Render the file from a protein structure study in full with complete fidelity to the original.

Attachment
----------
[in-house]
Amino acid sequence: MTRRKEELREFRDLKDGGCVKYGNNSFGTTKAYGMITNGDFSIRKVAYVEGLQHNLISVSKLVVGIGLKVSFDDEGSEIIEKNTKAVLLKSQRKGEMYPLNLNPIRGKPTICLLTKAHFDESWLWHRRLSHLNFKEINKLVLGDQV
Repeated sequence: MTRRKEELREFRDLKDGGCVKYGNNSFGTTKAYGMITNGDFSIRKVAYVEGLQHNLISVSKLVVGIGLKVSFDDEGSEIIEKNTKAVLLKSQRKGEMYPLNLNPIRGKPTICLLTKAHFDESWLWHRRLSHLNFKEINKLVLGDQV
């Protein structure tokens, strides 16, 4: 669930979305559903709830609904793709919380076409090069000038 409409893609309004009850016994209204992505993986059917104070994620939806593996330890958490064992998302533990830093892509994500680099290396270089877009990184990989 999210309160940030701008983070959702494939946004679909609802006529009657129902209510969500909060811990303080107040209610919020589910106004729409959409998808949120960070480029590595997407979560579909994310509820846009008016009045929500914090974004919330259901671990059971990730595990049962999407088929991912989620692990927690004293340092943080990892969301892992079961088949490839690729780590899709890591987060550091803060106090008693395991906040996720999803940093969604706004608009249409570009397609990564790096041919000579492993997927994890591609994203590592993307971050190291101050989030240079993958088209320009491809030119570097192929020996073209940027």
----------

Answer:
[in-house]
Amino acid sequence: MTRRKEELREFRDLKDGGCVKYGNNSFGTTKAYGMITNGDFSIRKVAYVEGLQHNLISVSKLVVGIGLKVSFDDEGSEIIEKNTKAVLLKSQRKGEMYPLNLNPIRGKPTICLLTKAHFDESWLWHRRLSHLNFKEINKLVLGDQV
Repeated sequence: MTRRKEELREFRDLKDGGCVKYGNNSFGTTKAYGMITNGDFSIRKVAYVEGLQHNLISVSKLVVGIGLKVSFDDEGSEIIEKNTKAVLLKSQRKGEMYPLNLNPIRGKPTICLLTKAHFDESWLWHRRLSHLNFKEINKLVLGDQV
């Protein structure tokens, strides 16, 4: 669930979305559903709830609904793709919380076409090069000038 409409893609309004009850016994209204992505993986059917104070994620939806593996330890958490064992998302533990830093892509994500680099290396270089877009990184990989 999210309160940030701008983070959702494939946004679909609802006529009657129902209510969500909060811990303080107040209610919020589910106004729409959409998808949120960070480029590595997407979560579909994310509820846009008016009045929500914090974004919330259901671990059971990730595990049962999407088929991912989620692990927690004293340092943080990892969301892992079961088949490839690729780590899709890591987060550091803060106090008693395991906040996720999803940093969604706004608009249409570009397609990564790096041919000579492993997927994890591609994203590592993307971050190291101050989030240079993958088209320009491809030119570097192929020996073209940027």